I’ve mentioned previously the Agree/Disagree campaign that has been running prominently in NZ media for the last month. It has been hard to miss, with many television spots in prime time every day, full page ads in newspapers, and radio placements too. The spend is enormous. The initial stated amount of “hundreds of thousands of dollars” is, a month later, clearly revealed as something of an understatement. (The equivalent campaign in Oz spent $4.5 million.)
The campaign, by British American Tobacco, is in opposition to government moves towards mandatory plain packaging of cigarettes. It argues that plain packaging is bad because it impinges on corporate right to use the brands they have carefully developed; and it hurts us on international trade, making us vulnerable to legal challenges for example. They also state that plain packaging just won’t make a difference. (That last point appears to be quite wrong; the science is developing towards a clear signal that plain packaging reduces smoking rates.)
The website itself is quite small and uninteresting (and a close match to the Aussie version). It has a statement of the argument, and reproduces their print, TV and radio ads. That’s it. Missing: any call to action, at all. Anyone who responds to these ads and actually visits the site will find a few bullet points and nothing else of interest.
After a month of this with no end in sight, the mystery of what BAT are trying to achieve remains unsolved. Why are they spending so much money, time, and brand capital on this campaign? As another blogger has put it, what is the point of all this?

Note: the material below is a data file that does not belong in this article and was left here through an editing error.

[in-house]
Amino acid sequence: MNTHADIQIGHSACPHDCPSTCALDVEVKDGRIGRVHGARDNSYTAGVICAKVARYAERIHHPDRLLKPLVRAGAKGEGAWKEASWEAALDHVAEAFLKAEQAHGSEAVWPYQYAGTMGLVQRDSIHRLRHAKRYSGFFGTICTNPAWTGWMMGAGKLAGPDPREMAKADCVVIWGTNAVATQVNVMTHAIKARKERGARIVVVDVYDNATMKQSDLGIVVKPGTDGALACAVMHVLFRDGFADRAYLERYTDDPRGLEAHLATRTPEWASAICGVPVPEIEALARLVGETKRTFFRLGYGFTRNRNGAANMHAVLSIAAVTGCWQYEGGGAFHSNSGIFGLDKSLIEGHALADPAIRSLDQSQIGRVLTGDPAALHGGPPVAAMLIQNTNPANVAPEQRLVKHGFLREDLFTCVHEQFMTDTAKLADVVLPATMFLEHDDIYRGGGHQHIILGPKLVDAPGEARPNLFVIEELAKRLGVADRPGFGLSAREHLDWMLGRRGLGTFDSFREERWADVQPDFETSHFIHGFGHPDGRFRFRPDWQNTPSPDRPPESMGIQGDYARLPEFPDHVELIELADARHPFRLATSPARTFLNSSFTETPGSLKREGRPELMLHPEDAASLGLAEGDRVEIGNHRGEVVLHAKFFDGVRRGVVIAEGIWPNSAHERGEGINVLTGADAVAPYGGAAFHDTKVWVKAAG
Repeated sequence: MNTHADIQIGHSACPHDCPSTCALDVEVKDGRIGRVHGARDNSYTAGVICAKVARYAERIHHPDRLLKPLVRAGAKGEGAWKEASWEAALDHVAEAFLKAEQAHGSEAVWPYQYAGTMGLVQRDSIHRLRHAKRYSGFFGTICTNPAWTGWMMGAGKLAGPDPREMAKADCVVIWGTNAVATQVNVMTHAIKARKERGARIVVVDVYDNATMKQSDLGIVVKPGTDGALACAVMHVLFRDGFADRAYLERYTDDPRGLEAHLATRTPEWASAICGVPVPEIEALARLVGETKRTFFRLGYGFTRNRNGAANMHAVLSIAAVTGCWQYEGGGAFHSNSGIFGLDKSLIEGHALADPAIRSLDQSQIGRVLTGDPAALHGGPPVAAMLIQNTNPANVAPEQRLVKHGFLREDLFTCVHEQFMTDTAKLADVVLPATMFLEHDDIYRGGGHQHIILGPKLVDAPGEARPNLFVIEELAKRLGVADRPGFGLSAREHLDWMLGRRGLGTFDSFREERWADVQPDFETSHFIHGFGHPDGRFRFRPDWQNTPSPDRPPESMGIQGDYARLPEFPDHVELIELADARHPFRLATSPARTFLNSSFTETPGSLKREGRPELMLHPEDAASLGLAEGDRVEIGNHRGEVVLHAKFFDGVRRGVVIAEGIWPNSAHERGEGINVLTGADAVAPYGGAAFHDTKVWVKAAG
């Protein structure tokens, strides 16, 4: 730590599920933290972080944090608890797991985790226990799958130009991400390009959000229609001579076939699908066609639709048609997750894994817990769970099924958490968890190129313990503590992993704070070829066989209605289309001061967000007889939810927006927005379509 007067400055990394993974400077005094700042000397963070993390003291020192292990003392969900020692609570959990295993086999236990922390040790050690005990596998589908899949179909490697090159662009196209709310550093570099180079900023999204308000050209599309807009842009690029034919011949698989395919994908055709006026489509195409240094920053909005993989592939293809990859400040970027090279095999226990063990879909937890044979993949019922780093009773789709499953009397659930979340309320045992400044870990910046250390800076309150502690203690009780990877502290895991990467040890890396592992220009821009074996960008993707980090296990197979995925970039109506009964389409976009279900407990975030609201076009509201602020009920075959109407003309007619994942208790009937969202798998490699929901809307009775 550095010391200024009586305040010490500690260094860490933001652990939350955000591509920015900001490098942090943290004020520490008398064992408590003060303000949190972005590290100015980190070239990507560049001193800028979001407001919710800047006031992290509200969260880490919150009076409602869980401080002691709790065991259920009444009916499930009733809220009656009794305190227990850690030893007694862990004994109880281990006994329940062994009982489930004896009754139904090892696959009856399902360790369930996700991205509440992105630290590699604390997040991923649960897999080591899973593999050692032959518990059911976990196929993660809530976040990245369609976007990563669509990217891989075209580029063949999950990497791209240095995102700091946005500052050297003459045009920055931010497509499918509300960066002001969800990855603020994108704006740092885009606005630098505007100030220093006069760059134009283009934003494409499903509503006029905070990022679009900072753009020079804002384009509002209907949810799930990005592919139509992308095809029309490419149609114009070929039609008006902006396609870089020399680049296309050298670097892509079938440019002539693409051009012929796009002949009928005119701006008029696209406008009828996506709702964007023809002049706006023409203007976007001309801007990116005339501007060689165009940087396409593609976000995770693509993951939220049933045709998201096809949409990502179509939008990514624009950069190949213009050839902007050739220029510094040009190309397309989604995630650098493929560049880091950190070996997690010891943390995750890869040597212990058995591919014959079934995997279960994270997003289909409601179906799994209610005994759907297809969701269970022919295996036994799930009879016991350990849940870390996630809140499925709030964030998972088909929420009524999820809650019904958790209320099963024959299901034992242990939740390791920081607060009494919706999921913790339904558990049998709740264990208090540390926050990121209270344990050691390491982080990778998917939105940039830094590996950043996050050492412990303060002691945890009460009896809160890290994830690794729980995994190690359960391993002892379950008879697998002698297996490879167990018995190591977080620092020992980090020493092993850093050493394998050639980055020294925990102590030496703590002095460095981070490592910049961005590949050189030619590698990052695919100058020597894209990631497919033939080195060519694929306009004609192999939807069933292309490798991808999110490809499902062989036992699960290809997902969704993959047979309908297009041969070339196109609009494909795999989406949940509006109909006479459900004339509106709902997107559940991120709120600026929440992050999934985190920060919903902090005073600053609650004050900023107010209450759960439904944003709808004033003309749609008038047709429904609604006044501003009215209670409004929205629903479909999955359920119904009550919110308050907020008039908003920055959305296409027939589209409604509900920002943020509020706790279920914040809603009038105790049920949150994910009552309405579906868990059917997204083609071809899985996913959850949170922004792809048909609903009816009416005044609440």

It isn’t to persuade the public to accept their argument. This is unconvincing on two levels. First, it just isn’t going to work. Public support is never going to muster behind support for tobacco marketing (and branding is marketing, make no mistake on that) or the details of international trade. (If you want to get the massed public behind you, you need a better hook than this. Compare the recent Australia “nanny state” campaign.) Second, even if you do persaude the public – so what? How does that get you what you want? This matter isn’t going to referendum. Are you hoping all your new supporters spontaneously decide to lobby government on your behalf? That’s a ridiculous notion.
In fact, this whole campaign is so poorly conceived that it’s actively turning smokers against BAT.
So you have the deeply weird spectacle of an enormous, expensive public persuasion campaign that is not actually interested in persuading the public.
A further wrinkle has appeared since: BAT have hired a small team of people to go around NZ gathering signatures and discussing the plain packaging issue. They were out in Wgtn recently and a few of my friends were approached to sign a petition against plain packaging. What petition is this? Your guess is as good as mine. But a small team being flown around the country for a month aren’t going to get enough names to make much of an impact on anything. If the petition mattered, it would be online as well, wouldn’t it? So add to the weirdness above: a petition that has no interest in actually collecting signatures.
Clearly something isn’t what it seems here.
What else is at work? Chris Trotter suggests the spend isn’t aimed at the public directly, but at editors and columnists who are influenced by the dollars coming their way. That could be part of the mix, because getting editors and columnists on-side is certainly a way to influence political action in NZ. I find the notion that this is the core purpose of the exercise hugely unconvincing. (“Here’s the plan: we spend loadsamoney advertising our argument, and hope some influential columnists decide that’s a good reason to take up our cause, know what I mean?” “But can’t we just get pretty much the same result by taking out a few small ads and sending a personalised letter to the columnists who are inclined to support our point?”)